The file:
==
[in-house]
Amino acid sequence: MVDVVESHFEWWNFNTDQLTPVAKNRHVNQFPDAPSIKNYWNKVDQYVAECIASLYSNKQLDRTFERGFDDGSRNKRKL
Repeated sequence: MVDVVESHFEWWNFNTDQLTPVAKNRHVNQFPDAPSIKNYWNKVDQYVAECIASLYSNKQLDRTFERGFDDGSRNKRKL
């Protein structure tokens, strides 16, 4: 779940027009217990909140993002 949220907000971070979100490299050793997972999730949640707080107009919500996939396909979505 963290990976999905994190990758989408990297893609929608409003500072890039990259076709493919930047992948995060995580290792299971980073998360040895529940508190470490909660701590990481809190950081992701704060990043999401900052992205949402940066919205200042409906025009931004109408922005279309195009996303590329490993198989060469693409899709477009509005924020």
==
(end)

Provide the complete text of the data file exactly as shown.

[in-house]
Amino acid sequence: MVDVVESHFEWWNFNTDQLTPVAKNRHVNQFPDAPSIKNYWNKVDQYVAECIASLYSNKQLDRTFERGFDDGSRNKRKL
Repeated sequence: MVDVVESHFEWWNFNTDQLTPVAKNRHVNQFPDAPSIKNYWNKVDQYVAECIASLYSNKQLDRTFERGFDDGSRNKRKL
């Protein structure tokens, strides 16, 4: 779940027009217990909140993002 949220907000971070979100490299050793997972999730949640707080107009919500996939396909979505 963290990976999905994190990758989408990297893609929608409003500072890039990259076709493919930047992948995060995580290792299971980073998360040895529940508190470490909660701590990481809190950081992701704060990043999401900052992205949402940066919205200042409906025009931004109408922005279309195009996303590329490993198989060469693409899709477009509005924020």